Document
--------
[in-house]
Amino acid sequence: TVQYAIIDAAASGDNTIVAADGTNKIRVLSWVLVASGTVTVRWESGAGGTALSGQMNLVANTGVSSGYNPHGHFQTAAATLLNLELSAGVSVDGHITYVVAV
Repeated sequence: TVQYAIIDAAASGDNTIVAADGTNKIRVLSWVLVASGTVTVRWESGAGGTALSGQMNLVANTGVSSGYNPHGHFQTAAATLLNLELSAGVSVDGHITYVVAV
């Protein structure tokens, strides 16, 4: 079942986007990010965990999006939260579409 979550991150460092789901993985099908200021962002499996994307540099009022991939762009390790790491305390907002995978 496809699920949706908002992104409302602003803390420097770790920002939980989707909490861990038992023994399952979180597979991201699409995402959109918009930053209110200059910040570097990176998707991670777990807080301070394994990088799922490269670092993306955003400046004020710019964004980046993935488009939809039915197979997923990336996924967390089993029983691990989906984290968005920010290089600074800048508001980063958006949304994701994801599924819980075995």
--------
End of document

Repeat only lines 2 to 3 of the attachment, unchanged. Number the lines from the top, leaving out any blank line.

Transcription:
Amino acid sequence: TVQYAIIDAAASGDNTIVAADGTNKIRVLSWVLVASGTVTVRWESGAGGTALSGQMNLVANTGVSSGYNPHGHFQTAAATLLNLELSAGVSVDGHITYVVAV
Repeated sequence: TVQYAIIDAAASGDNTIVAADGTNKIRVLSWVLVASGTVTVRWESGAGGTALSGQMNLVANTGVSSGYNPHGHFQTAAATLLNLELSAGVSVDGHITYVVAV